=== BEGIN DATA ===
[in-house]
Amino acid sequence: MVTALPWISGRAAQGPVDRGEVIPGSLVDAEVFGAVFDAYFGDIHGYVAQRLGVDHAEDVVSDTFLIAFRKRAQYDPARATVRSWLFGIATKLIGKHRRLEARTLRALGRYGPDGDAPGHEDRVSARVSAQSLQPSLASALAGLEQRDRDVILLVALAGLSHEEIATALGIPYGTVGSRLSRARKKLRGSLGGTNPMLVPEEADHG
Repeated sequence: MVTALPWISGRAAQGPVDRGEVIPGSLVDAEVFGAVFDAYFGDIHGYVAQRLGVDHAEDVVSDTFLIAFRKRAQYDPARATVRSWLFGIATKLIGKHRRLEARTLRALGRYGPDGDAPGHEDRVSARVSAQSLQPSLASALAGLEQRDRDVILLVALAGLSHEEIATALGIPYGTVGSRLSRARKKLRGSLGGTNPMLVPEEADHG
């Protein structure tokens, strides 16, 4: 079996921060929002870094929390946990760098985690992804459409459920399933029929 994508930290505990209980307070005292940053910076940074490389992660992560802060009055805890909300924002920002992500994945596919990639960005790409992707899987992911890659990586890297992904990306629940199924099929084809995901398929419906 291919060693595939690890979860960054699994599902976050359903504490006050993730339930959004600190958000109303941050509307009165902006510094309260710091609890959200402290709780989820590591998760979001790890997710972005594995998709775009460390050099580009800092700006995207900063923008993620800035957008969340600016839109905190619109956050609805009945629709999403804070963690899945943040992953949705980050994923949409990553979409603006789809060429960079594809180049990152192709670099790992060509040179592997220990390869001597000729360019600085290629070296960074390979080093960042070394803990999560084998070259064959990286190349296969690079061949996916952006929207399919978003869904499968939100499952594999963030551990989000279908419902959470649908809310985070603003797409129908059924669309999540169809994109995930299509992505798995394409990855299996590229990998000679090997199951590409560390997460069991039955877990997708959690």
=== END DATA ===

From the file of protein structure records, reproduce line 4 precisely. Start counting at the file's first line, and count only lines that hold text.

């Protein structure tokens, strides 16, 4: 079996921060929002870094929390946990760098985690992804459409459920399933029929 994508930290505990209980307070005292940053910076940074490389992660992560802060009055805890909300924002920002992500994945596919990639960005790409992707899987992911890659990586890297992904990306629940199924099929084809995901398929419906 291919060693595939690890979860960054699994599902976050359903504490006050993730339930959004600190958000109303941050509307009165902006510094309260710091609890959200402290709780989820590591998760979001790890997710972005594995998709775009460390050099580009800092700006995207900063923008993620800035957008969340600016839109905190619109956050609805009945629709999403804070963690899945943040992953949705980050994923949409990553979409603006789809060429960079594809180049990152192709670099790992060509040179592997220990390869001597000729360019600085290629070296960074390979080093960042070394803990999560084998070259064959990286190349296969690079061949996916952006929207399919978003869904499968939100499952594999963030551990989000279908419902959470649908809310985070603003797409129908059924669309999540169809994109995930299509992505798995394409990855299996590229990998000679090997199951590409560390997460069991039955877990997708959690």